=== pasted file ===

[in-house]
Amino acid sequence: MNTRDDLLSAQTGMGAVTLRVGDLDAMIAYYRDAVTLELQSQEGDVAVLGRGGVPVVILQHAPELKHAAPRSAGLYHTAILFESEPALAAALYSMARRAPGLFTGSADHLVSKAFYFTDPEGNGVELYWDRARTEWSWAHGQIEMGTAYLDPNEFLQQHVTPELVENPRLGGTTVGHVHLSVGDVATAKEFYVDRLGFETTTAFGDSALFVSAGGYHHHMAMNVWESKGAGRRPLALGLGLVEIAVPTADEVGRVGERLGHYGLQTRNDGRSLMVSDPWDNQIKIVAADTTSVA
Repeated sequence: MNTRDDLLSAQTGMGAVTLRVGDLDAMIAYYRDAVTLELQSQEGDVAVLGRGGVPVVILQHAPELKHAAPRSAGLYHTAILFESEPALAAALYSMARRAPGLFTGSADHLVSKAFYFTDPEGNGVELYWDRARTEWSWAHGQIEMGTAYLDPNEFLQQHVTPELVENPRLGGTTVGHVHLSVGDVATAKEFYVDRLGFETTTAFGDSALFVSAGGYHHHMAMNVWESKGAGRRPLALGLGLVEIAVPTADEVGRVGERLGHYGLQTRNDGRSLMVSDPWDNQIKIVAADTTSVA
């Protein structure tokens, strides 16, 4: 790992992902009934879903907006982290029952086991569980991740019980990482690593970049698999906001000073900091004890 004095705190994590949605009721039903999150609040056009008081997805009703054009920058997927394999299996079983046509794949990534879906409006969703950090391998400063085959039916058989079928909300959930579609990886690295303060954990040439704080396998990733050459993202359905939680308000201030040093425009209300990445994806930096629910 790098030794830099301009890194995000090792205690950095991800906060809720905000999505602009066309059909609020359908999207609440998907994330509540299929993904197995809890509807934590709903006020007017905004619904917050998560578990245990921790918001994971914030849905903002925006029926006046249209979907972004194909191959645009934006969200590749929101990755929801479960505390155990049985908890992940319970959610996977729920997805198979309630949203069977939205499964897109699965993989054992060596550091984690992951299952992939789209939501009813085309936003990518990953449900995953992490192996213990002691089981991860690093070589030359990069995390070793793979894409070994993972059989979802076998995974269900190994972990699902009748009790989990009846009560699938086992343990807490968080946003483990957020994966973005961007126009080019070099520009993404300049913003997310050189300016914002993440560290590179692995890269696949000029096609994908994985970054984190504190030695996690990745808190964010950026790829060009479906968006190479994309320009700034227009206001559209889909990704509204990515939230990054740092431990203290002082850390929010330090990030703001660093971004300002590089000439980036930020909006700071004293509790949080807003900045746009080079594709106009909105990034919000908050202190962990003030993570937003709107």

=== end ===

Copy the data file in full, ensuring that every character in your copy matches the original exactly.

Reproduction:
[in-house]
Amino acid sequence: MNTRDDLLSAQTGMGAVTLRVGDLDAMIAYYRDAVTLELQSQEGDVAVLGRGGVPVVILQHAPELKHAAPRSAGLYHTAILFESEPALAAALYSMARRAPGLFTGSADHLVSKAFYFTDPEGNGVELYWDRARTEWSWAHGQIEMGTAYLDPNEFLQQHVTPELVENPRLGGTTVGHVHLSVGDVATAKEFYVDRLGFETTTAFGDSALFVSAGGYHHHMAMNVWESKGAGRRPLALGLGLVEIAVPTADEVGRVGERLGHYGLQTRNDGRSLMVSDPWDNQIKIVAADTTSVA
Repeated sequence: MNTRDDLLSAQTGMGAVTLRVGDLDAMIAYYRDAVTLELQSQEGDVAVLGRGGVPVVILQHAPELKHAAPRSAGLYHTAILFESEPALAAALYSMARRAPGLFTGSADHLVSKAFYFTDPEGNGVELYWDRARTEWSWAHGQIEMGTAYLDPNEFLQQHVTPELVENPRLGGTTVGHVHLSVGDVATAKEFYVDRLGFETTTAFGDSALFVSAGGYHHHMAMNVWESKGAGRRPLALGLGLVEIAVPTADEVGRVGERLGHYGLQTRNDGRSLMVSDPWDNQIKIVAADTTSVA
């Protein structure tokens, strides 16, 4: 790992992902009934879903907006982290029952086991569980991740019980990482690593970049698999906001000073900091004890 004095705190994590949605009721039903999150609040056009008081997805009703054009920058997927394999299996079983046509794949990534879906409006969703950090391998400063085959039916058989079928909300959930579609990886690295303060954990040439704080396998990733050459993202359905939680308000201030040093425009209300990445994806930096629910 790098030794830099301009890194995000090792205690950095991800906060809720905000999505602009066309059909609020359908999207609440998907994330509540299929993904197995809890509807934590709903006020007017905004619904917050998560578990245990921790918001994971914030849905903002925006029926006046249209979907972004194909191959645009934006969200590749929101990755929801479960505390155990049985908890992940319970959610996977729920997805198979309630949203069977939205499964897109699965993989054992060596550091984690992951299952992939789209939501009813085309936003990518990953449900995953992490192996213990002691089981991860690093070589030359990069995390070793793979894409070994993972059989979802076998995974269900190994972990699902009748009790989990009846009560699938086992343990807490968080946003483990957020994966973005961007126009080019070099520009993404300049913003997310050189300016914002993440560290590179692995890269696949000029096609994908994985970054984190504190030695996690990745808190964010950026790829060009479906968006190479994309320009700034227009206001559209889909990704509204990515939230990054740092431990203290002082850390929010330090990030703001660093971004300002590089000439980036930020909006700071004293509790949080807003900045746009080079594709106009909105990034919000908050202190962990003030993570937003709107």